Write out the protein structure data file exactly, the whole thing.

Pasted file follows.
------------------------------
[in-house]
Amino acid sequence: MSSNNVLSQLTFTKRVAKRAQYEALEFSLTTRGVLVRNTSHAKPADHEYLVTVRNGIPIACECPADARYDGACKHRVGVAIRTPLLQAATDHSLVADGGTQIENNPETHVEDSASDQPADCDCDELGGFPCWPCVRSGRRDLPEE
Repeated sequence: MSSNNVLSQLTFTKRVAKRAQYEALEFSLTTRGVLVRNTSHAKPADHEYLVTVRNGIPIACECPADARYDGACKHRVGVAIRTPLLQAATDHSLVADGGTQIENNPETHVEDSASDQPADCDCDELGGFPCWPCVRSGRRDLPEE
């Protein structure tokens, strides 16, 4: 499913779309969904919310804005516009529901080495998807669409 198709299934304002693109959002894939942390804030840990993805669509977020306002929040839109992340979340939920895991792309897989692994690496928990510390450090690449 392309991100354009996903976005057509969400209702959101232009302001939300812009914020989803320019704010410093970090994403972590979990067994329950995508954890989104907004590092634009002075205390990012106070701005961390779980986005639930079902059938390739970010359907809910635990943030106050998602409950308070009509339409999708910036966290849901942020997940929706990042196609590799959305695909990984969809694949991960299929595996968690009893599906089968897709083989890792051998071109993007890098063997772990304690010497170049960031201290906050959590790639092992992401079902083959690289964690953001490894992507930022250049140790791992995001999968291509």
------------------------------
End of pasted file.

[in-house]
Amino acid sequence: MSSNNVLSQLTFTKRVAKRAQYEALEFSLTTRGVLVRNTSHAKPADHEYLVTVRNGIPIACECPADARYDGACKHRVGVAIRTPLLQAATDHSLVADGGTQIENNPETHVEDSASDQPADCDCDELGGFPCWPCVRSGRRDLPEE
Repeated sequence: MSSNNVLSQLTFTKRVAKRAQYEALEFSLTTRGVLVRNTSHAKPADHEYLVTVRNGIPIACECPADARYDGACKHRVGVAIRTPLLQAATDHSLVADGGTQIENNPETHVEDSASDQPADCDCDELGGFPCWPCVRSGRRDLPEE
């Protein structure tokens, strides 16, 4: 499913779309969904919310804005516009529901080495998807669409 198709299934304002693109959002894939942390804030840990993805669509977020306002929040839109992340979340939920895991792309897989692994690496928990510390450090690449 392309991100354009996903976005057509969400209702959101232009302001939300812009914020989803320019704010410093970090994403972590979990067994329950995508954890989104907004590092634009002075205390990012106070701005961390779980986005639930079902059938390739970010359907809910635990943030106050998602409950308070009509339409999708910036966290849901942020997940929706990042196609590799959305695909990984969809694949991960299929595996968690009893599906089968897709083989890792051998071109993007890098063997772990304690010497170049960031201290906050959590790639092992992401079902083959690289964690953001490894992507930022250049140790791992995001999968291509």